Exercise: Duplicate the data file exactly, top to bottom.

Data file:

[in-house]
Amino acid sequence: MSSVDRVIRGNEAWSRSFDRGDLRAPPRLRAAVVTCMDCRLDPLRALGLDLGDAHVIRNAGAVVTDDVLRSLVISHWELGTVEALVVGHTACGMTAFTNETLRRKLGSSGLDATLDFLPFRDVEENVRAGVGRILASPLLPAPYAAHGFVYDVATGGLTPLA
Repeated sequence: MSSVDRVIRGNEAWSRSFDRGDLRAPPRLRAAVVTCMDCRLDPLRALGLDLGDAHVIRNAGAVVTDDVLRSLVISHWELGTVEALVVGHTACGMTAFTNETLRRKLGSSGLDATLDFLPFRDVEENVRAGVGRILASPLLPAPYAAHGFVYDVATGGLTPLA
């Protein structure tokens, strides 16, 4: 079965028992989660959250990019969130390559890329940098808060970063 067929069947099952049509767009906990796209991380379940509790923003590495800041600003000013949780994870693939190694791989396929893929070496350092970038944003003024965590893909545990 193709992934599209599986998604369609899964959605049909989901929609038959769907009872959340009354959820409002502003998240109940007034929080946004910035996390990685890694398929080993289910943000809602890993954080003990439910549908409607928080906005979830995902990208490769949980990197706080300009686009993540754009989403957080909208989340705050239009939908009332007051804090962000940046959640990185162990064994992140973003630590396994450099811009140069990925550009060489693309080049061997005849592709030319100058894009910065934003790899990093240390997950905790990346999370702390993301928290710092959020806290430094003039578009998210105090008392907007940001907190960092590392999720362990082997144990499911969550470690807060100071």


[in-house]
Amino acid sequence: MSSVDRVIRGNEAWSRSFDRGDLRAPPRLRAAVVTCMDCRLDPLRALGLDLGDAHVIRNAGAVVTDDVLRSLVISHWELGTVEALVVGHTACGMTAFTNETLRRKLGSSGLDATLDFLPFRDVEENVRAGVGRILASPLLPAPYAAHGFVYDVATGGLTPLA
Repeated sequence: MSSVDRVIRGNEAWSRSFDRGDLRAPPRLRAAVVTCMDCRLDPLRALGLDLGDAHVIRNAGAVVTDDVLRSLVISHWELGTVEALVVGHTACGMTAFTNETLRRKLGSSGLDATLDFLPFRDVEENVRAGVGRILASPLLPAPYAAHGFVYDVATGGLTPLA
């Protein structure tokens, strides 16, 4: 079965028992989660959250990019969130390559890329940098808060970063 067929069947099952049509767009906990796209991380379940509790923003590495800041600003000013949780994870693939190694791989396929893929070496350092970038944003003024965590893909545990 193709992934599209599986998604369609899964959605049909989901929609038959769907009872959340009354959820409002502003998240109940007034929080946004910035996390990685890694398929080993289910943000809602890993954080003990439910549908409607928080906005979830995902990208490769949980990197706080300009686009993540754009989403957080909208989340705050239009939908009332007051804090962000940046959640990185162990064994992140973003630590396994450099811009140069990925550009060489693309080049061997005849592709030319100058894009910065934003790899990093240390997950905790990346999370702390993301928290710092959020806290430094003039578009998210105090008392907007940001907190960092590392999720362990082997144990499911969550470690807060100071």